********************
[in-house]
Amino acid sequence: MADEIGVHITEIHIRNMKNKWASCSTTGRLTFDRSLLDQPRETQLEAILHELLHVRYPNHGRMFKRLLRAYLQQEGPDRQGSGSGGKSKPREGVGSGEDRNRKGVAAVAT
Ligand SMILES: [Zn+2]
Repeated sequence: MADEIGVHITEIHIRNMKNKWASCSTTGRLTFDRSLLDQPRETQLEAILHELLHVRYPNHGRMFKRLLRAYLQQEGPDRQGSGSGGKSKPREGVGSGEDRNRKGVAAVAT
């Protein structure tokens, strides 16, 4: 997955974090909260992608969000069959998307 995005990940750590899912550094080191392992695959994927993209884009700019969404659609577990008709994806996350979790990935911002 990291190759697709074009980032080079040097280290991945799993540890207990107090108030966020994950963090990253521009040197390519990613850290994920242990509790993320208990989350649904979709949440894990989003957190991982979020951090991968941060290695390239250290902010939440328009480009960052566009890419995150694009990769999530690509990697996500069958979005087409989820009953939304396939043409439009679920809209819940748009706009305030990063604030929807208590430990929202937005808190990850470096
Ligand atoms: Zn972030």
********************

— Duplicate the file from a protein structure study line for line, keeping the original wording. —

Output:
[in-house]
Amino acid sequence: MADEIGVHITEIHIRNMKNKWASCSTTGRLTFDRSLLDQPRETQLEAILHELLHVRYPNHGRMFKRLLRAYLQQEGPDRQGSGSGGKSKPREGVGSGEDRNRKGVAAVAT
Ligand SMILES: [Zn+2]
Repeated sequence: MADEIGVHITEIHIRNMKNKWASCSTTGRLTFDRSLLDQPRETQLEAILHELLHVRYPNHGRMFKRLLRAYLQQEGPDRQGSGSGGKSKPREGVGSGEDRNRKGVAAVAT
């Protein structure tokens, strides 16, 4: 997955974090909260992608969000069959998307 995005990940750590899912550094080191392992695959994927993209884009700019969404659609577990008709994806996350979790990935911002 990291190759697709074009980032080079040097280290991945799993540890207990107090108030966020994950963090990253521009040197390519990613850290994920242990509790993320208990989350649904979709949440894990989003957190991982979020951090991968941060290695390239250290902010939440328009480009960052566009890419995150694009990769999530690509990697996500069958979005087409989820009953939304396939043409439009679920809209819940748009706009305030990063604030929807208590430990929202937005808190990850470096
Ligand atoms: Zn972030």